Not that I advise that. Often people think there’s something suspicious about your work being too cheap. They’re right to think that, just as they’re right to suspect the Christian Louboutin clutch they saw on Canal Street might not be the real deal.

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How much should I charge for that painting, anyway?

Ah, art fairs… I do miss you at times.

Charge by the inch, of course.  (I’m not kidding.)

This is the most emotionally-fraught question I hear from beginning painters. You can simplify the issue greatly by setting aside your emotional involvement with your art and basing your selling price on the size of the piece and your selling history.
If you’ve never sold anything before, there is no way to deduce a selling history: only the market can do that. But most beginners price their work too cheaply. That can actually hinder sales. Nobody else is going to value what you don’t value yourself.
Survey other artists with the same level of experience and set your first prices in line with theirs. Experience and competence are not synonymous. Most artists are terrible judges of their own work, seesawing between believing they’re geniuses and believing they’re hopeless. Such a subjective judgment should never guide pricing.
It’s not just brushwork that sets market price. Check out the regional market in which your competitors are selling, their affiliations, and their history of shows and sales. Be honest with yourself. Thomas Kinkead may have been a lousy painter, but his canvases are worth many times what mine are. He was an extremely talented marketer who created a nationwide niche for his work.
I believe in giving paintings to non-profits for their charitable auctions. It’s a good way to leverage your talent to help others. It gives exposure and a sales history, and if you err in the pricing, it’s not a fatal mistake. (But don’t do it for a tax deduction; these donations are generally not deductible.)
Whether selling in a gallery or at a festival, the principles of pricing remain the same.
Once you’ve sold something—to a friend or family member, or at a charitable auction—you have a sales history, albeit an imperfect one.  From this, you can extrapolate a pricing structure.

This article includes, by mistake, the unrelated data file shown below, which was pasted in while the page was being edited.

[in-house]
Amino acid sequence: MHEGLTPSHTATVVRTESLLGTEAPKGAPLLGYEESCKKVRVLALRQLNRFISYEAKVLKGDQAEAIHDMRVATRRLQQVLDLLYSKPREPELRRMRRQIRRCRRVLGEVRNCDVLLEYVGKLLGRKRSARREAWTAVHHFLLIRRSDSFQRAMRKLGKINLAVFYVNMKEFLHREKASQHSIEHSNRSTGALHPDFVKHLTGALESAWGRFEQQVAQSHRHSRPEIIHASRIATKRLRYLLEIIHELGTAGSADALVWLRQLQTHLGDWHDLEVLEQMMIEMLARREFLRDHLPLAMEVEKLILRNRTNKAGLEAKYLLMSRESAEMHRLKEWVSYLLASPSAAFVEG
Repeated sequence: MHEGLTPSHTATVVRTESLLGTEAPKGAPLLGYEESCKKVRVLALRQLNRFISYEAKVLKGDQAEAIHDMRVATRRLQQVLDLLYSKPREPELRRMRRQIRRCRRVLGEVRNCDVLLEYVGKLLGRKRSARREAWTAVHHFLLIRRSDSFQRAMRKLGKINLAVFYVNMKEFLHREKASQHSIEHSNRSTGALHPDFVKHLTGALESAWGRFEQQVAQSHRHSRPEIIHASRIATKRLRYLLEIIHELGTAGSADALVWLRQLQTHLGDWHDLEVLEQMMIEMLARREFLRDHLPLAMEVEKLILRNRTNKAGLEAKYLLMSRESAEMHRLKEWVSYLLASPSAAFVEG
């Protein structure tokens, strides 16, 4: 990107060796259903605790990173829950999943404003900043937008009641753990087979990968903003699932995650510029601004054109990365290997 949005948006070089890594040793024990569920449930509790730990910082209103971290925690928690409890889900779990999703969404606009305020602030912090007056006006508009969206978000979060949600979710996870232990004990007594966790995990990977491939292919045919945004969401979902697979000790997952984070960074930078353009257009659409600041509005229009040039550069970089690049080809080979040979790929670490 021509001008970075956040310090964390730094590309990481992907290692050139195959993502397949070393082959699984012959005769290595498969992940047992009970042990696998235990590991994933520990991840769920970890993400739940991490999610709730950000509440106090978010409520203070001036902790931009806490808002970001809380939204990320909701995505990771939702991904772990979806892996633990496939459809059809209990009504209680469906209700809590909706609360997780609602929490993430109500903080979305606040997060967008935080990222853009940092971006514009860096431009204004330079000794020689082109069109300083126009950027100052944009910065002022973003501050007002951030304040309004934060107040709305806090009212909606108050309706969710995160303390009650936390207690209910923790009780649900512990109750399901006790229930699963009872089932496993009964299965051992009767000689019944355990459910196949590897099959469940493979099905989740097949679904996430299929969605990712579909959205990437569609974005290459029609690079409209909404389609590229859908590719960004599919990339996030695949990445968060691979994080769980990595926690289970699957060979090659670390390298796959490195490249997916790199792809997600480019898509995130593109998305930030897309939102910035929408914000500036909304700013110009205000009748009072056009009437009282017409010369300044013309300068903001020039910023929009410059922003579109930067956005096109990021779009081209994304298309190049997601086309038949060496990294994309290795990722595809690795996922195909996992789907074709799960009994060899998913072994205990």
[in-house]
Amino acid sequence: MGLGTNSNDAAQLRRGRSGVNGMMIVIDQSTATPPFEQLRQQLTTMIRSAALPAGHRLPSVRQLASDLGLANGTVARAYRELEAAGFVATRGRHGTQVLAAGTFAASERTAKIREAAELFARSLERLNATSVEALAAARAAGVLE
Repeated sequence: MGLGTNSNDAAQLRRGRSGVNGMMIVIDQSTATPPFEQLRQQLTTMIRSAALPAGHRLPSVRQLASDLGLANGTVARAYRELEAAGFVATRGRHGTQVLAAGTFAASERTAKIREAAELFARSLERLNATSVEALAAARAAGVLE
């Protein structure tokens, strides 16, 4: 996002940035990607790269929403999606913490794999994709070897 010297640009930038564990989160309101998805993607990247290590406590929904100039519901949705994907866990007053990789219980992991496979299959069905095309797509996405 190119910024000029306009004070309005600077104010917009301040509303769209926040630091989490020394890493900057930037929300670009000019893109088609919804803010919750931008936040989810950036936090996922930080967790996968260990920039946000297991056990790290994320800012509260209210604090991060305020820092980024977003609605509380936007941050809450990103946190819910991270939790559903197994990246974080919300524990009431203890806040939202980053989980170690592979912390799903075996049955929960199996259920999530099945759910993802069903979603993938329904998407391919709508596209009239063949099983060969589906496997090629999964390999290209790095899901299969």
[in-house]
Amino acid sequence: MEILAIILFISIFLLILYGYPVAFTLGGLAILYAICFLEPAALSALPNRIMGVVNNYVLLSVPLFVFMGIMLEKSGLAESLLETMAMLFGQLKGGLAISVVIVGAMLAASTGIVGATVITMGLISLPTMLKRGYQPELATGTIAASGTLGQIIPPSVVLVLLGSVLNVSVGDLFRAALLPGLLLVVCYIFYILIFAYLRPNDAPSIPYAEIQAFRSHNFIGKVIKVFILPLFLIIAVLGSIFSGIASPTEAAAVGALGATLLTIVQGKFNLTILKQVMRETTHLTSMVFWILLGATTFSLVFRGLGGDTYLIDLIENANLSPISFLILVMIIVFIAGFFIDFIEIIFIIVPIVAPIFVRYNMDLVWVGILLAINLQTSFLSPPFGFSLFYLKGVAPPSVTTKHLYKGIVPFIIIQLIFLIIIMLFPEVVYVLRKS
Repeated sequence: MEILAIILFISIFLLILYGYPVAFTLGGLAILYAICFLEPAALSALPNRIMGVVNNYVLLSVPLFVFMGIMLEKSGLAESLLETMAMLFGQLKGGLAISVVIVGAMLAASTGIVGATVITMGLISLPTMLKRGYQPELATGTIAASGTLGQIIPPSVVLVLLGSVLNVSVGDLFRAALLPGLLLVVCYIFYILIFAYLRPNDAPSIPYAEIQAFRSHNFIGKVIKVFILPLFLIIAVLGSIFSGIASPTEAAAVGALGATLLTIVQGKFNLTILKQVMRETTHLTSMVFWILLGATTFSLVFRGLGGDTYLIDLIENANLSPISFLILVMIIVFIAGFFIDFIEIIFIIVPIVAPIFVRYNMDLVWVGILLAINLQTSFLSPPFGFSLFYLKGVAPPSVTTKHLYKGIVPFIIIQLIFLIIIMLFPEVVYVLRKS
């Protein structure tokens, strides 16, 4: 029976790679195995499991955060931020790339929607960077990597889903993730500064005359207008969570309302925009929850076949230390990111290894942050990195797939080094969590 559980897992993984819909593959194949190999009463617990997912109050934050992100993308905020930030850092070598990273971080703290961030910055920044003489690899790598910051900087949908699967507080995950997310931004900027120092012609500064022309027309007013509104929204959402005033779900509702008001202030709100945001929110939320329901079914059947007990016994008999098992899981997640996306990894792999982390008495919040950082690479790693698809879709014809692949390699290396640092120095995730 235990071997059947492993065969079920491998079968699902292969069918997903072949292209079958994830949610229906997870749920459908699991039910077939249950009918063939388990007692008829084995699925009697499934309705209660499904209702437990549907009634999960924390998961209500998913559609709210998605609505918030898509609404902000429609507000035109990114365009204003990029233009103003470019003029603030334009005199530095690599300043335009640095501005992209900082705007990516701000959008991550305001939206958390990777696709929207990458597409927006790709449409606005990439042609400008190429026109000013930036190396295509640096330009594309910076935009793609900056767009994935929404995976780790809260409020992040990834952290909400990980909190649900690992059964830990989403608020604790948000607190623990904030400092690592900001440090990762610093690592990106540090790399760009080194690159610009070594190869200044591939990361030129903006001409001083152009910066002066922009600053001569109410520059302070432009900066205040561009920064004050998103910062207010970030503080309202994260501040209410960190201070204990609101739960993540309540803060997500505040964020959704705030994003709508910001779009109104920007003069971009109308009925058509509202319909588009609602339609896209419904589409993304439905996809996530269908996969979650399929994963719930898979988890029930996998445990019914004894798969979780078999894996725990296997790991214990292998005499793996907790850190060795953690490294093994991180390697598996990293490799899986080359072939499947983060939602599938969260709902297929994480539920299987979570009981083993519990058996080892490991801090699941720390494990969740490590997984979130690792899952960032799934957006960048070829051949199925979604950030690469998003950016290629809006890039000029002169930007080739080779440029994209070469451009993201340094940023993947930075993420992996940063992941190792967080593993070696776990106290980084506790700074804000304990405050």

Let’s say you gave an 8X10 watercolor of the Old Red Mill to your local historical society, which turned around and sold it for $100. Great! You have a sales history (albeit an imperfect one) from which to calculate prices. Just figure out the value per square inch and calculate from there.
Knowing that many artists are arithmetic impaired, I’m going to spell this out for you. Square inches=height times width, so your 8X10 painting is 80 square inches. Dividing the $100 selling price by 80 gives you a value of $1.25/square inch.
So to use this to calculate other sizes, you’d end up with:
6X8: $60
9X12: $135
11X14: $240
12X16: $315
Now, on the edges, I might adjust a little, since charging $15 for a 3X4 painting would be absurd, and charging $1500 for a 30X40 would surpass what anyone would pay for an untried painter.  But it’s a formula I’ve used successfully for years. Framing costs scale up and down in the same way, and the bigger the painting, the more work it generally represents (unless you’re playing games and your large canvas is merely a schmear).
I would not set my prices in stone on the basis of one sale, of course. In fact, I never set my prices in stone. You should continuously update your prices based on your average sale prices for the prior year or two. The goal of every artist ought to be to sell at constantly rising prices. The last five years have played havoc with this, but when you find yourself “painting on a treadmill” to have enough work for your next show, it’s definitely time to charge more. Each time you show, your work will be better known, and over time your prices will rise.
When I first started painting, I used to factor in two things I’ve since learned are totally irrelevant: how much time I’d spent, and how good I thought it was. Frequently I’ll struggle with a canvas for months, working out a problem I don’t even know I have, and the next painting will be faster, fresher, and more successful. You’ll also eventually realize you’re not the best judge of your own work. The work you think is brilliant may ring nobody else’s bells, while the painting you considered tossing may actually sell very quickly.

August and September are sold out for my workshop at Lakewatch Manor in Rockland, ME.  Join us in June, July and October, but please hurry! Check here for more information.